Editor's blog: Consumers want and are willing to try innovative private brands

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Editor's blog: Consumers want and are willing to try innovative private brands

By Lawrence Aylward - 05/09/2017

Supermarket and regional grocers mention in a recent study, “The Power of Private Brands,” that store brands are their No. 1 tool for building a competitive advantage, yet many of these same retailers say that the biggest threat to store brands is a lack of capital investment to drive innovation.

Can you say “conundrum?”

Well, if supermarkets, regional grocers and all retailers, for that matter, need more reasons to invest for innovative private brands, consider these eye-popping statistics from BrandSpark International’s 2017 American Shopper Study, which is based on more than 10,000 consumer responses:

• 74 percent of shoppers like trying new products. Sixty-three percent say they will pay a little more for a new product that appears to be better than what was previously available.

• Product innovation is as important as ever to capture shopper's attention, as 45 percent say they are less brand loyal than they were a few years previously.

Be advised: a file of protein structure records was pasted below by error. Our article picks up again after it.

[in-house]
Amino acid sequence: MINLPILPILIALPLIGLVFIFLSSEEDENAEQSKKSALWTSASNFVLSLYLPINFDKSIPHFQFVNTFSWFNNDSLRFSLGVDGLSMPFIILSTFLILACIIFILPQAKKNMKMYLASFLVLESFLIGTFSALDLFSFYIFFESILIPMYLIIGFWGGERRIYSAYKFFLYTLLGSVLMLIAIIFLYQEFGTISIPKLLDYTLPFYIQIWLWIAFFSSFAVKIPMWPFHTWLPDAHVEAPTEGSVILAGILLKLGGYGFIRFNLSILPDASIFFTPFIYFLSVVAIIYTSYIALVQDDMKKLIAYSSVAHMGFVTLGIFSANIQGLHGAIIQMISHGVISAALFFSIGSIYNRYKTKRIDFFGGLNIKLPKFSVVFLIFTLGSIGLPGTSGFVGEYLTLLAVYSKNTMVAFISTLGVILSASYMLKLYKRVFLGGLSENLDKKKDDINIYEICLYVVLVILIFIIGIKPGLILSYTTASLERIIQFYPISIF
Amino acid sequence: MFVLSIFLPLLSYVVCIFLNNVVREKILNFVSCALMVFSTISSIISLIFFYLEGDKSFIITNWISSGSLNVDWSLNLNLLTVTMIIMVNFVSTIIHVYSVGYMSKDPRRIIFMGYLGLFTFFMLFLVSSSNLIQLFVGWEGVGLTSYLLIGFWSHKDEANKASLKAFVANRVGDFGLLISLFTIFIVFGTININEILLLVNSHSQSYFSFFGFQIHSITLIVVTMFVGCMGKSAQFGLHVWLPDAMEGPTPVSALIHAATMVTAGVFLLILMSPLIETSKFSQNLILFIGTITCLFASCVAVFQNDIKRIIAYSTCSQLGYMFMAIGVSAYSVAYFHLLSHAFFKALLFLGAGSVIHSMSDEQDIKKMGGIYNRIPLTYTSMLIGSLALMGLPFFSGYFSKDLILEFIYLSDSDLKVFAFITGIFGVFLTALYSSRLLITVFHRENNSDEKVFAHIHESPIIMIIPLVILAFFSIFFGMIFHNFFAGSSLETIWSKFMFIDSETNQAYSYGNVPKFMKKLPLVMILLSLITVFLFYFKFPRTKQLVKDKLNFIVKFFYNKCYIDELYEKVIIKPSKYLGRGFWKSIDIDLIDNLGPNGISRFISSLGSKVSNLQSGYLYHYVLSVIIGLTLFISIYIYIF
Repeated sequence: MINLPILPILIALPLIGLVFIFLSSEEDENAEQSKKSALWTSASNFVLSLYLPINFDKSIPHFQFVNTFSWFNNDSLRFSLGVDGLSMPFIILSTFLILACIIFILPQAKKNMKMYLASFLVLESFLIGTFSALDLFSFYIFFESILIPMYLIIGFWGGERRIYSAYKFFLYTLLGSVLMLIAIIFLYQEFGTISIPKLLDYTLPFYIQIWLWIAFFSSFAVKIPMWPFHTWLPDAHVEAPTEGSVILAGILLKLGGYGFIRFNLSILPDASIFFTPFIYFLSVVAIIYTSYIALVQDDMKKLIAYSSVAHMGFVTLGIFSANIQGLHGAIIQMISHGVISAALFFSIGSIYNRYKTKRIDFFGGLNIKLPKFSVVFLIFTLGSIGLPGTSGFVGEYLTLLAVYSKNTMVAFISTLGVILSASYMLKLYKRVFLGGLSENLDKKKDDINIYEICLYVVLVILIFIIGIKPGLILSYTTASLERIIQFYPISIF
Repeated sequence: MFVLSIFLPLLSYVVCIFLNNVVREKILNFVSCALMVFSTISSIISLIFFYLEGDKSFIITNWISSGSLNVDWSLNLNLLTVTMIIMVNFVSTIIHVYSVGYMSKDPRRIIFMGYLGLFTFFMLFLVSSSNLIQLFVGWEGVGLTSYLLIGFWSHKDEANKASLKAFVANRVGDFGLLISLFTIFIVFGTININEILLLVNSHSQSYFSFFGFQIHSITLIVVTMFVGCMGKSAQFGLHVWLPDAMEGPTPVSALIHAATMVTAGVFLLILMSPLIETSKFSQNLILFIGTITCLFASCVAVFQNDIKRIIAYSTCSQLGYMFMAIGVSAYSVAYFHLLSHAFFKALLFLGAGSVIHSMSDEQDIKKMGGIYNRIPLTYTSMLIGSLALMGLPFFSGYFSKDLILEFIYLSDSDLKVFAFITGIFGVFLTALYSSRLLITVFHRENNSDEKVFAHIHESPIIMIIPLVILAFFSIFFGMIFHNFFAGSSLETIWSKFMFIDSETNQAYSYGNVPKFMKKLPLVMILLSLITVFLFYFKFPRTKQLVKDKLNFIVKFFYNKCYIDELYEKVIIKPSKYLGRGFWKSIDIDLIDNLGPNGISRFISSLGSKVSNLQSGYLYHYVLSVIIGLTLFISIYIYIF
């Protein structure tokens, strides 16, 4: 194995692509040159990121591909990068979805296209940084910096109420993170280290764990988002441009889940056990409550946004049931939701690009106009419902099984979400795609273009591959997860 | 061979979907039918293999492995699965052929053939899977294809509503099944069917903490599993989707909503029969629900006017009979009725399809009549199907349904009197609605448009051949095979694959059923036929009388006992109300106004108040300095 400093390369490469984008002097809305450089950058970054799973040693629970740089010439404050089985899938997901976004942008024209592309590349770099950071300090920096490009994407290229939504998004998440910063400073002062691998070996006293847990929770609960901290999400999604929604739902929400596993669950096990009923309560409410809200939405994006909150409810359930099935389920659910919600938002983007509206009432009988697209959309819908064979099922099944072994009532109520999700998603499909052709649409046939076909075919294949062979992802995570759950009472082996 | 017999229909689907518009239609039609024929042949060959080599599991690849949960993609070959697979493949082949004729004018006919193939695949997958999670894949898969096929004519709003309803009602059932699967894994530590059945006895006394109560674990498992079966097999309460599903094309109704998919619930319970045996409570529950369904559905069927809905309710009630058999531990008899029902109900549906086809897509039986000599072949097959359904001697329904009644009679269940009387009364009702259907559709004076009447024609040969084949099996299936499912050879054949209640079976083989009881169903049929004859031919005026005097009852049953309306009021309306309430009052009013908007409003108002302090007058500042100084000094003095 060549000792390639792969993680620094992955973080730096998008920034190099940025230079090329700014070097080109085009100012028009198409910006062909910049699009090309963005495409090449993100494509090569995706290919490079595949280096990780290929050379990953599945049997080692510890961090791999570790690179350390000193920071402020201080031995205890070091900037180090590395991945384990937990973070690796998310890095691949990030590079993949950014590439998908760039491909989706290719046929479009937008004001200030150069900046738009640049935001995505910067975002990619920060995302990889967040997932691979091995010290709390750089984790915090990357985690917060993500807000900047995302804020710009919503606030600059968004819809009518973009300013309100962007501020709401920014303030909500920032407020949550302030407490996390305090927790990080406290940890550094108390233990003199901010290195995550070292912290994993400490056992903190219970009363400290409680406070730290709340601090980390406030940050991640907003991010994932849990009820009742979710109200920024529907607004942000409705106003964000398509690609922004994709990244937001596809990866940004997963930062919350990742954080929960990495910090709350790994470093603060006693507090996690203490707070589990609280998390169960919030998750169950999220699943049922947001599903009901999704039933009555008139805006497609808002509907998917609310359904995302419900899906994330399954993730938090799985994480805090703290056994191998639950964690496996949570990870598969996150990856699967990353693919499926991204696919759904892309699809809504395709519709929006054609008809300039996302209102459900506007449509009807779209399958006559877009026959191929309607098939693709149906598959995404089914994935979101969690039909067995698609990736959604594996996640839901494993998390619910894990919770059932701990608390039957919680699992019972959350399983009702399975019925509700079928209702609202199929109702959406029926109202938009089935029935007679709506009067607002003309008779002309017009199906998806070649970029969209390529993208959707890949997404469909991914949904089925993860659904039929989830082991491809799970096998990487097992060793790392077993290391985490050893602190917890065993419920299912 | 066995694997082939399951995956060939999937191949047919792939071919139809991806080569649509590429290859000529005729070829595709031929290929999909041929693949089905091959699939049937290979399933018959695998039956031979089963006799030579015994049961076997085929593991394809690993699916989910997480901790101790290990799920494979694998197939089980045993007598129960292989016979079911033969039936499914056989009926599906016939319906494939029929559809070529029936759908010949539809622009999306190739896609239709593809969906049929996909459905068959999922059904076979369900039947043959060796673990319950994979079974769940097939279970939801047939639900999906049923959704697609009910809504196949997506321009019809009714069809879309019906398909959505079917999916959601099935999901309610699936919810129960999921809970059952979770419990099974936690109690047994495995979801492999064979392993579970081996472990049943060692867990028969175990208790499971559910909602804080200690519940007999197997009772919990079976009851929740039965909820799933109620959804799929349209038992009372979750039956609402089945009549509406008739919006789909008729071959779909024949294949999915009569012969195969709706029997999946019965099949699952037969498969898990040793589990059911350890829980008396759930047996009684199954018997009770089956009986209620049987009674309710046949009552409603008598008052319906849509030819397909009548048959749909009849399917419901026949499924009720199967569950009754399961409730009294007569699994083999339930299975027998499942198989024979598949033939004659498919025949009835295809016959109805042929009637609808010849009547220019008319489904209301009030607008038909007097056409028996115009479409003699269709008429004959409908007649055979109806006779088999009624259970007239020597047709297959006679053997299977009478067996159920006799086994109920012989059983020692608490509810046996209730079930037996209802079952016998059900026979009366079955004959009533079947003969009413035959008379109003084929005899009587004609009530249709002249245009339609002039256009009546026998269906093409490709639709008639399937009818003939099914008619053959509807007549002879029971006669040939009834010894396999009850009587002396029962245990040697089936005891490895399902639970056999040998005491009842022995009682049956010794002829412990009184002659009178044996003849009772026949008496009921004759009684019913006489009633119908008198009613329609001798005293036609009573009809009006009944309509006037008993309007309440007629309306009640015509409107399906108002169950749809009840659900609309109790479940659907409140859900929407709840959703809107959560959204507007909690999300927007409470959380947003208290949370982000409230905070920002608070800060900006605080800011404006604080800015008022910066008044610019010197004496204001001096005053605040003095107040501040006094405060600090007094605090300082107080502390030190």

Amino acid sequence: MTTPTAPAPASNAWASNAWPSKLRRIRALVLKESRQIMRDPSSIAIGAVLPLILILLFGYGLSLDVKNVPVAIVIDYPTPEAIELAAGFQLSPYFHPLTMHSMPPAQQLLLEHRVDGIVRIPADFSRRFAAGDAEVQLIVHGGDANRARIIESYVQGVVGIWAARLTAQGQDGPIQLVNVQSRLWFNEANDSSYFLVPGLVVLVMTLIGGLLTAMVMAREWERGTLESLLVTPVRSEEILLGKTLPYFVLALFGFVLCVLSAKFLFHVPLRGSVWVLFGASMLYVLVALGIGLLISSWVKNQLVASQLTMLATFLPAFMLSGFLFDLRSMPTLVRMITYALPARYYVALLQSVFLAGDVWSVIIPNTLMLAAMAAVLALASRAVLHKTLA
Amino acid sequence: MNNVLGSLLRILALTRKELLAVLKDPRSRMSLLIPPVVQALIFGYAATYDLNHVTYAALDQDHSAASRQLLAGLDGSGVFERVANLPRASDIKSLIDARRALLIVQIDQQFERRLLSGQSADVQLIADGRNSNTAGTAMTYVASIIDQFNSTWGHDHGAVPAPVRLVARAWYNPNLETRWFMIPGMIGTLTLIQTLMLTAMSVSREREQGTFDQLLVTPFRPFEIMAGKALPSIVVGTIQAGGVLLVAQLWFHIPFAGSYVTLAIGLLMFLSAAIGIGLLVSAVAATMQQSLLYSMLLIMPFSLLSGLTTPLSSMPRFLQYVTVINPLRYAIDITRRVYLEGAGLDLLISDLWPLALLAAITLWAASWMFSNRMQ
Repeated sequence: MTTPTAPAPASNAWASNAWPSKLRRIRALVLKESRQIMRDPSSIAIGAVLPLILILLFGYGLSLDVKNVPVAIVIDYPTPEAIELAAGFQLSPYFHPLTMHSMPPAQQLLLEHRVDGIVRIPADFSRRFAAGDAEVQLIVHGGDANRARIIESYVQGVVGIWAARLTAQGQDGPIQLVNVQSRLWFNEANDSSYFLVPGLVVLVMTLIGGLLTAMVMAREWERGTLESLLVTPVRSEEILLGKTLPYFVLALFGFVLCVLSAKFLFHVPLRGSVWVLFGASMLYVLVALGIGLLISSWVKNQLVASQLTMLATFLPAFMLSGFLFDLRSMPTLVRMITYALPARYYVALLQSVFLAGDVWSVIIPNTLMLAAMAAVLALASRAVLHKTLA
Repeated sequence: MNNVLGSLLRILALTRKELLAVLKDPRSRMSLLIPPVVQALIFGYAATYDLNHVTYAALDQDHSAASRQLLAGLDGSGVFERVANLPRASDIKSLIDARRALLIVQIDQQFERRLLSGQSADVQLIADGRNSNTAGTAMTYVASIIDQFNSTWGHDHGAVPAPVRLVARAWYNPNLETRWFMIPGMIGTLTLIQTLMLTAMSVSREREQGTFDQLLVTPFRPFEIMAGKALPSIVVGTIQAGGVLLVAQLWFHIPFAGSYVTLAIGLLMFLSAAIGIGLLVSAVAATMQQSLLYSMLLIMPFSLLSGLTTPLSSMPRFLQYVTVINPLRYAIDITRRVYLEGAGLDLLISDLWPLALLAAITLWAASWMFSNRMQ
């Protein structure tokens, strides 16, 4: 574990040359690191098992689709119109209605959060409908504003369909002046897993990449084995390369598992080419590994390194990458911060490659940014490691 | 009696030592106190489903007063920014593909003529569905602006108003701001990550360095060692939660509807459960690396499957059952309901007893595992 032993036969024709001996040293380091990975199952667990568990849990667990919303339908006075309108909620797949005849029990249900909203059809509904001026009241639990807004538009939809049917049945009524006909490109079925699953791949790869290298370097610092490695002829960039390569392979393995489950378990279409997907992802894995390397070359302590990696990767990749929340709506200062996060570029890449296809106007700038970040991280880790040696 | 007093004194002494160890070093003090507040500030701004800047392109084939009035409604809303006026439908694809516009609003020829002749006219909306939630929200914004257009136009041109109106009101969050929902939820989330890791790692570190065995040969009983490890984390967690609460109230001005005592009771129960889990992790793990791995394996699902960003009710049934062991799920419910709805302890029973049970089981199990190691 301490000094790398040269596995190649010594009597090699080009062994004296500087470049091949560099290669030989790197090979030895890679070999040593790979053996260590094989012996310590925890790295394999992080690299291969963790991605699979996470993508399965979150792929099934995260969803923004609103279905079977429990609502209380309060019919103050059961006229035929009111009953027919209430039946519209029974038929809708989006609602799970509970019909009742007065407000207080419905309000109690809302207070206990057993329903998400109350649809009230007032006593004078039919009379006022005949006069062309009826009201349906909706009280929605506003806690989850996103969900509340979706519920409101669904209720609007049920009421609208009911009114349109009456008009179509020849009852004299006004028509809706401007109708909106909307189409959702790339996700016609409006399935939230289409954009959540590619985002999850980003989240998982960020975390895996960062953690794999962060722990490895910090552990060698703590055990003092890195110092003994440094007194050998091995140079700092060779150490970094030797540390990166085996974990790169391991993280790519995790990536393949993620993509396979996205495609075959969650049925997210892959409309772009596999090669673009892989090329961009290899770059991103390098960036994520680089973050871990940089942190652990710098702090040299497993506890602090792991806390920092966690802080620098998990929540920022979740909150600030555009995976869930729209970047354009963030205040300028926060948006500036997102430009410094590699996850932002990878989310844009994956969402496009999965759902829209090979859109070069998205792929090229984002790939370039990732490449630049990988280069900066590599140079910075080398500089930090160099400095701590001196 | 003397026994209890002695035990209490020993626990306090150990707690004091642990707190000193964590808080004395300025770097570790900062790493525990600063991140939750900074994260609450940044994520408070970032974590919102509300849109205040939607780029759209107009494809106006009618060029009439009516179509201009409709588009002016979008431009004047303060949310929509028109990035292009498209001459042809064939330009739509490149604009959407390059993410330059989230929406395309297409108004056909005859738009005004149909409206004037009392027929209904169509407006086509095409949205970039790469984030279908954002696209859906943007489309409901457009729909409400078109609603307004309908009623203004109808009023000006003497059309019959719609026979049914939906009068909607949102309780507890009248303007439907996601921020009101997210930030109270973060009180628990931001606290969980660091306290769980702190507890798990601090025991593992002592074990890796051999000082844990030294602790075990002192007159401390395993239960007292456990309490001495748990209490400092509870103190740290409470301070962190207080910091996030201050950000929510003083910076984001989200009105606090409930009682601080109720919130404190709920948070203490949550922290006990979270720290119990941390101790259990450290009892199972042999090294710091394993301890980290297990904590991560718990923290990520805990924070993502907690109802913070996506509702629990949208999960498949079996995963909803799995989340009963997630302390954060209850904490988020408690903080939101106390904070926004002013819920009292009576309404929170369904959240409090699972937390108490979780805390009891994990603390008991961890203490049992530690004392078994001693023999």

• 66 percent of American shoppers say they enjoy cooking. An even greater number, 77 percent, say they try to prepare food at home as often as they can, specifically citing this to the enjoyment and money saving benefits of at-home cooking.

• 63 percent of beauty shoppers believe that ongoing R&D is consistently leading to more effective beauty products, and they don’t just think these come from prestigious brands.

• Price is not always number one with over-the-counter products: 57 percent agree that they will often spend a lot more for health products they know work. The word “natural” resonates well with health product shoppers.

• Household care products are rarely an impulse buy; just 23 percent of consumers say they often make impulse purchases of household care products. Yet household shoppers are always looking for new things: 57 percent are increasingly seeking out environmentally friendly products, 47 percent are interested in “natural” household care products and 75 percent appreciate multi-purpose household care products, which are perceived to add convenience and value.

Back to the conundrum mentioned earlier. By the looks of these statistics, there’s business out there for new and innovative store brands. Rather than view capital investment as a “threat,” perhaps it’s time to view it as a golden opportunity.

Read more about the opportunities with store brands at Pumping Up Private Label.